Photo by Tim Mossholder on Unsplash
Photo by Tim Mossholder on Unsplash

Is the era of iconic TV gameshows well and truly over?

Photo by Tim Mossholder on Unsplash
Photo by Tim Mossholder on Unsplash

That’s the question on the lips of many television viewers in recent years, due to the dearth of original gameshows on our TV and smartphone screens. The late 1930s saw the first gameshows reach our televisions, with the BBC’s Spelling Bee quiz providing a light-hearted entry into gameshows with little need for the glitz and glamour that we’ve seen in modern day iterations.

The strained years of the 1940s saw little television, but the 1950s stepped things up a notch, particularly in the UK where the public saw their television channels doubled. The BBC’s monopoly was over and ITV became the first commercial station on British soil. ITV’s Take Your Pick gameshow was the first to offer cash prizes to contestants. The show ran from 1955 until 1968 before being discontinued. It would later be revived by British entertainer Des O’Connor, who led the revamped show from 1992 to 1999, before disappearing from our screens again.

The Generation Game – a household favourite through the late 20th century

The BBC’s Generation Game was another television gameshow with lasting appeal. First airing in 1971, it was presented by British star Bruce Forsyth, who had two spells hosting it between 1971-77 and 1990-94 respectively. Larry Grayson presented the show between 1978-82 and Jim Davidson took the show into the new millennium, hosting it from 1995 until its discontinuation in 2002.

Then, around the turn of the millennium, Britain and the rest of the world saw the launch of a new brand of gameshow, spawned by Dutch duo John de Mol and Dick de Rijk, formerly of production firm Endemol. Deal or No Deal started out in the Netherlands, inspired by a German gameshow, The Chance of Your Lifetime, which contained an element of trivia. However, Deal or No Deal contained no trivia whatsoever – just pure chance.

Deal or No Deal – simple but effective

Based around 26 cardboard boxes, each with their own cash prize value, players would be tasked with opening them one at a time to try and reveal the lowest-value prizes, keeping all the high-value boxes in play. Players would get multiple offers from the ‘Banker’, based on the prize values still in play. Players could ‘deal’ and take the offer or say ‘no deal’ and continue opening boxes, in the hope that the £250,000 top prize was their own box. The show was hosted by Noel Edmonds for 11 years and, although this gameshow – and Noel Edmonds – have drifted into obscurity in terms of TV airtime, the franchise itself is still alive and kicking.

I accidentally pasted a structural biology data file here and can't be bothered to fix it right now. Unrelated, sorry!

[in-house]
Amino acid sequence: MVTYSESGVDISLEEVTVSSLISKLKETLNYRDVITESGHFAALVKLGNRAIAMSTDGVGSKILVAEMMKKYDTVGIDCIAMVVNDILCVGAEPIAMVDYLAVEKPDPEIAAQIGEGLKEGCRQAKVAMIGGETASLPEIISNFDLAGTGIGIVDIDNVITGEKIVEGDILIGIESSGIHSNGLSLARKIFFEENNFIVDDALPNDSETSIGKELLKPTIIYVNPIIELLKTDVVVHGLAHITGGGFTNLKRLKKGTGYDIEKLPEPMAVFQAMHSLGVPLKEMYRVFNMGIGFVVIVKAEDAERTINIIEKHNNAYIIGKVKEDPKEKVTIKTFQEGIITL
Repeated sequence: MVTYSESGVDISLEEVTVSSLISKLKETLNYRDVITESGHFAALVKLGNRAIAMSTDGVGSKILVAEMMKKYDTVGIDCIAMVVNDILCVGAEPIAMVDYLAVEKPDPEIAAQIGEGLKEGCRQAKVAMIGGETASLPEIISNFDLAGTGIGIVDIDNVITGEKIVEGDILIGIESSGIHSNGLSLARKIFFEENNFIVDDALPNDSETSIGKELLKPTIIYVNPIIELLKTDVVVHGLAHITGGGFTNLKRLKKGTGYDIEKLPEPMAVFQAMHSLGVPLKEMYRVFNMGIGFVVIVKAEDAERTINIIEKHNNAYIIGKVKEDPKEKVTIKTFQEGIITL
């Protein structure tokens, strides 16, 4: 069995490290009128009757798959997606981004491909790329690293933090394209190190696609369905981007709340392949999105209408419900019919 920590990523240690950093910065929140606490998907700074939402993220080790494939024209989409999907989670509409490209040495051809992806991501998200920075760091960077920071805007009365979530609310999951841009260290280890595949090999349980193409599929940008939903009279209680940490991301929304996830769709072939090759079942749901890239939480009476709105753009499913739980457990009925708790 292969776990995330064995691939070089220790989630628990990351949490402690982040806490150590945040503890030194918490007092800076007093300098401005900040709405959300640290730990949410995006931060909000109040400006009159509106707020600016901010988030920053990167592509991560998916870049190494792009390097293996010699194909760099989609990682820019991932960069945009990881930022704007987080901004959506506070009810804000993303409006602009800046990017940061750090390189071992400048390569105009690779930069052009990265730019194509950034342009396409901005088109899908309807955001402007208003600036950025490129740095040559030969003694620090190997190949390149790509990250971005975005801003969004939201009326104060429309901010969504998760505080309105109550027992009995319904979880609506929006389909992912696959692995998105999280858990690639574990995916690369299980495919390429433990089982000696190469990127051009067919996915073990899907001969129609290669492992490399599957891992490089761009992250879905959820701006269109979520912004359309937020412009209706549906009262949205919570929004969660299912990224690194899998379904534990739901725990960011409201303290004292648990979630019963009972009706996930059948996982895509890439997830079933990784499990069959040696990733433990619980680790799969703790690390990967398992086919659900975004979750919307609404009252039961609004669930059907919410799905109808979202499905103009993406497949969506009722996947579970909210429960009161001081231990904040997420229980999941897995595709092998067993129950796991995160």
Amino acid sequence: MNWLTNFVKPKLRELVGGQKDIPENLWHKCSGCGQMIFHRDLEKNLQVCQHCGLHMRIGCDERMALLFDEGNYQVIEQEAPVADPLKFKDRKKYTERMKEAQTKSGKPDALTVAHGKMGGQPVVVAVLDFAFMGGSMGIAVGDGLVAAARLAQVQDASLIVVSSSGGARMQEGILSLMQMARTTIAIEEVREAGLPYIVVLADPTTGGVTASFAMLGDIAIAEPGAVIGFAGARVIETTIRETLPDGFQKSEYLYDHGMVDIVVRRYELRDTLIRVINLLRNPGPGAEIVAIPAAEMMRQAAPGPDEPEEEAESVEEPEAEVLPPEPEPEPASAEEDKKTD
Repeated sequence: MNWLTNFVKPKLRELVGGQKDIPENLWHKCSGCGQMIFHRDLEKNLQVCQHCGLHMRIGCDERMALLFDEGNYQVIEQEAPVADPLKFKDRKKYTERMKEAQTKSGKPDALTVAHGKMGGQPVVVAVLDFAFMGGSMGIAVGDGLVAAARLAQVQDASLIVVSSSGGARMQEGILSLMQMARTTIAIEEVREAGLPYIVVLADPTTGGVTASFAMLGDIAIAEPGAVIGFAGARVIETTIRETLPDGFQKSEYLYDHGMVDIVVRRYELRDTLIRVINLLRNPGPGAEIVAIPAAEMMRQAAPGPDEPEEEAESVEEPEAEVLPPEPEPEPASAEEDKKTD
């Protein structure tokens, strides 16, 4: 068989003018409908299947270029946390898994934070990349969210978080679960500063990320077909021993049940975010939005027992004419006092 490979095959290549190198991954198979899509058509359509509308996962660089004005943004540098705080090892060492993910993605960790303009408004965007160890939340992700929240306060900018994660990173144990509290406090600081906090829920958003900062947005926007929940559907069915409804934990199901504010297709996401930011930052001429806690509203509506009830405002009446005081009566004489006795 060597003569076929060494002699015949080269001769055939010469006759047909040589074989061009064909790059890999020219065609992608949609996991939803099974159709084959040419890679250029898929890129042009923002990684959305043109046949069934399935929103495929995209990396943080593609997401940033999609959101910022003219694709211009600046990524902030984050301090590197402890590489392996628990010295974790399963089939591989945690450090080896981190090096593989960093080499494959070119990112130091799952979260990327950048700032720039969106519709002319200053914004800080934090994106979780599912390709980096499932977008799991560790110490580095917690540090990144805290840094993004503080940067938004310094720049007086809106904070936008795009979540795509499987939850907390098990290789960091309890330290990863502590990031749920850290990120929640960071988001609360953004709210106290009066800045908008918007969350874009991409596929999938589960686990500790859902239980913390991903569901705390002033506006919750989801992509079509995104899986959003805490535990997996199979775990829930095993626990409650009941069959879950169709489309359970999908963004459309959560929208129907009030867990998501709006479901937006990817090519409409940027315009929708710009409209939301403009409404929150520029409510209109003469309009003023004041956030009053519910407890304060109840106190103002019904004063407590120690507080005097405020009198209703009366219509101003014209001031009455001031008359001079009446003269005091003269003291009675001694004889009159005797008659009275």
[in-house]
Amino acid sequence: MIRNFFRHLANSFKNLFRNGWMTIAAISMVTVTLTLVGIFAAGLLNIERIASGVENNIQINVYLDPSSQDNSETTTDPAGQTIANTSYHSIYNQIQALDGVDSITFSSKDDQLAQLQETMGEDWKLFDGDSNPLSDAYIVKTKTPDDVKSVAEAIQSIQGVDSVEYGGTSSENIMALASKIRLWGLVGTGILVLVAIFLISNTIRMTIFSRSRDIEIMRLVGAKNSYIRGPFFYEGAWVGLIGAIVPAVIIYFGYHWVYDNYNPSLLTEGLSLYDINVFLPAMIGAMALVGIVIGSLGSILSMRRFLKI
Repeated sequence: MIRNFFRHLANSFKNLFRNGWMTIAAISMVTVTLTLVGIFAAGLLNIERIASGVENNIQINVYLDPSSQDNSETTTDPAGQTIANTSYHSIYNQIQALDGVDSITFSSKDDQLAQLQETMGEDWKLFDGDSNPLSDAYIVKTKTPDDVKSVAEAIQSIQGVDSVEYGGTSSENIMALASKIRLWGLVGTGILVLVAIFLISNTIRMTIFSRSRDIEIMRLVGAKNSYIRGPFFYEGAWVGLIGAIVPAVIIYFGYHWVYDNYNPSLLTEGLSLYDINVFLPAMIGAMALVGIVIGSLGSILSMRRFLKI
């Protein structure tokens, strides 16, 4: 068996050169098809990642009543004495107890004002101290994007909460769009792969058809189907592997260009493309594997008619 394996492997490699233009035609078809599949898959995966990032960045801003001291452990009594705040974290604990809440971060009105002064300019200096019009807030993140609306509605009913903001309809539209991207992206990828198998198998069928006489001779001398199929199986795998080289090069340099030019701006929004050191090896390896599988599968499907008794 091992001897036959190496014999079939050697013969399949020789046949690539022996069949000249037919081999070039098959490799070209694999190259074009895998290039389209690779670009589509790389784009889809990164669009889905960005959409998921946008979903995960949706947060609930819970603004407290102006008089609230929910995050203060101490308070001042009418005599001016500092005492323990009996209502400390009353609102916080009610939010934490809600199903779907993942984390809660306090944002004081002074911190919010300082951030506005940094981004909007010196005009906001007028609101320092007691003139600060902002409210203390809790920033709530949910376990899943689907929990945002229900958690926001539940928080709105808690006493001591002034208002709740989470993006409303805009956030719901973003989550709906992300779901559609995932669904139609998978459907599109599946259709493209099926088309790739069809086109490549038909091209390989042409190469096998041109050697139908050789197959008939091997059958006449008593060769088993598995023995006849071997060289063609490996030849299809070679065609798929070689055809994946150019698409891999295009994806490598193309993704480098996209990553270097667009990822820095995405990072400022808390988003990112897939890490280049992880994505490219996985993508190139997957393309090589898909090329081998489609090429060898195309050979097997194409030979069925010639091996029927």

In fact, Deal or No Deal has become one of the most popular casino games around the world, underpinned by its immersive live streamed action. The HD-quality visuals have helped replicate the drama and intensity of what is, in essence, a basic game with cardboard boxes. The broadcast from professional studios, coupled with the personality of the host, attempts to assume the mantle of Noel Edmonds himself.

A nod to the iconic gameshows that still live on

Many other gameshows that have transcended generations have come and gone, including The Krypton Factor, Blockbusters, and The Price is Right. There are just two gameshows which have continued to stand the test of time through to 2022. For the last 40 years, Countdown has been a central part of TV entertainment in Britain and beyond. It’s now the UK’s longest-running gameshow, inspired by the French Des Chiffres et Des Lettres (Numbers & Letters). The French version has been running even longer – since 1965. It’s a simple game, akin to the game Scrabble, where players must make the longest words out of the letters on the board and achieve target high numbers using a calculation of hand-picked smaller numbers on the board.

Alongside Countdown, Who Wants To Be A Millionaire? is the other TV gameshow that’s continued to stay the course in the 21st century. With a cash prize of £1 million in the UK – and 7.5 crore in India – it’s comfortably the game with the biggest life-changing sum on offer. Since 1998, this show has created many heart-pounding moments. In the UK, Chris Tarrant was the face of the show for 16 years before Jeremy Clarkson assumed the role in 2018 after the show’s return. It launched in India in July 2000, hosted by Amitabh Bachchan. The show has also been immortalised in Indian pop culture forever thanks to its role in the world-renowned Slumdog Millionaire movie.

Although many TV gameshows have fallen by the wayside, there are a select group that have managed to stay the course. In an era when PlayStation 5 consoles reign supreme and user-generated Roblox games capture the imagination, that is some achievement.